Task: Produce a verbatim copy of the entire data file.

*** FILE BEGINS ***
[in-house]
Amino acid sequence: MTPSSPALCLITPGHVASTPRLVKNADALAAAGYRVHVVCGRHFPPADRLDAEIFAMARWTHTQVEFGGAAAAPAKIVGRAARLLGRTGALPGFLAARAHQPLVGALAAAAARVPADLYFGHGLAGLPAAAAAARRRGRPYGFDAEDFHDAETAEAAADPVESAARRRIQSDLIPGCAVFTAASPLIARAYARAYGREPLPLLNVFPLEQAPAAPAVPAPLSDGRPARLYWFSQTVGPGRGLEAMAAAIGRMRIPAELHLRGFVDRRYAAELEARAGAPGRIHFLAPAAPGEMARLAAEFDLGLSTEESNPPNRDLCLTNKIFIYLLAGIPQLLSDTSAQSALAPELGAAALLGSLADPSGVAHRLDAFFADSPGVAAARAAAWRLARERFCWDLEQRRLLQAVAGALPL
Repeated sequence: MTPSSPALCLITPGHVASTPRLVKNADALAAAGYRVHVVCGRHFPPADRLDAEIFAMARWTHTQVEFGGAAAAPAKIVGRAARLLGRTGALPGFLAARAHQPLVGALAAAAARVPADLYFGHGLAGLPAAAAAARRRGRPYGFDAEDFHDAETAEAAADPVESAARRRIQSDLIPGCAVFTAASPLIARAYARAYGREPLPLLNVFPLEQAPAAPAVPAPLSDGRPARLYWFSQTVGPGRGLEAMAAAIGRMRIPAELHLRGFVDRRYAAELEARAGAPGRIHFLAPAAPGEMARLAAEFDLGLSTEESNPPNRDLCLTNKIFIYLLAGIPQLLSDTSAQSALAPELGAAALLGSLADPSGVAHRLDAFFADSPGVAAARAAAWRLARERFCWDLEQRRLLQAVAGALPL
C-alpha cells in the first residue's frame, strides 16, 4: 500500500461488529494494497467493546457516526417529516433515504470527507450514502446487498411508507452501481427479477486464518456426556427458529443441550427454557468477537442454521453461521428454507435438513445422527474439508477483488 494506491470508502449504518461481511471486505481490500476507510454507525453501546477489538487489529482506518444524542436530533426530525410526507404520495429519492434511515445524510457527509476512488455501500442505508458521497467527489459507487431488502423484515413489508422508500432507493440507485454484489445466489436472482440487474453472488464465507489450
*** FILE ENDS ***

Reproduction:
[in-house]
Amino acid sequence: MTPSSPALCLITPGHVASTPRLVKNADALAAAGYRVHVVCGRHFPPADRLDAEIFAMARWTHTQVEFGGAAAAPAKIVGRAARLLGRTGALPGFLAARAHQPLVGALAAAAARVPADLYFGHGLAGLPAAAAAARRRGRPYGFDAEDFHDAETAEAAADPVESAARRRIQSDLIPGCAVFTAASPLIARAYARAYGREPLPLLNVFPLEQAPAAPAVPAPLSDGRPARLYWFSQTVGPGRGLEAMAAAIGRMRIPAELHLRGFVDRRYAAELEARAGAPGRIHFLAPAAPGEMARLAAEFDLGLSTEESNPPNRDLCLTNKIFIYLLAGIPQLLSDTSAQSALAPELGAAALLGSLADPSGVAHRLDAFFADSPGVAAARAAAWRLARERFCWDLEQRRLLQAVAGALPL
Repeated sequence: MTPSSPALCLITPGHVASTPRLVKNADALAAAGYRVHVVCGRHFPPADRLDAEIFAMARWTHTQVEFGGAAAAPAKIVGRAARLLGRTGALPGFLAARAHQPLVGALAAAAARVPADLYFGHGLAGLPAAAAAARRRGRPYGFDAEDFHDAETAEAAADPVESAARRRIQSDLIPGCAVFTAASPLIARAYARAYGREPLPLLNVFPLEQAPAAPAVPAPLSDGRPARLYWFSQTVGPGRGLEAMAAAIGRMRIPAELHLRGFVDRRYAAELEARAGAPGRIHFLAPAAPGEMARLAAEFDLGLSTEESNPPNRDLCLTNKIFIYLLAGIPQLLSDTSAQSALAPELGAAALLGSLADPSGVAHRLDAFFADSPGVAAARAAAWRLARERFCWDLEQRRLLQAVAGALPL
C-alpha cells in the first residue's frame, strides 16, 4: 500500500461488529494494497467493546457516526417529516433515504470527507450514502446487498411508507452501481427479477486464518456426556427458529443441550427454557468477537442454521453461521428454507435438513445422527474439508477483488 494506491470508502449504518461481511471486505481490500476507510454507525453501546477489538487489529482506518444524542436530533426530525410526507404520495429519492434511515445524510457527509476512488455501500442505508458521497467527489459507487431488502423484515413489508422508500432507493440507485454484489445466489436472482440487474453472488464465507489450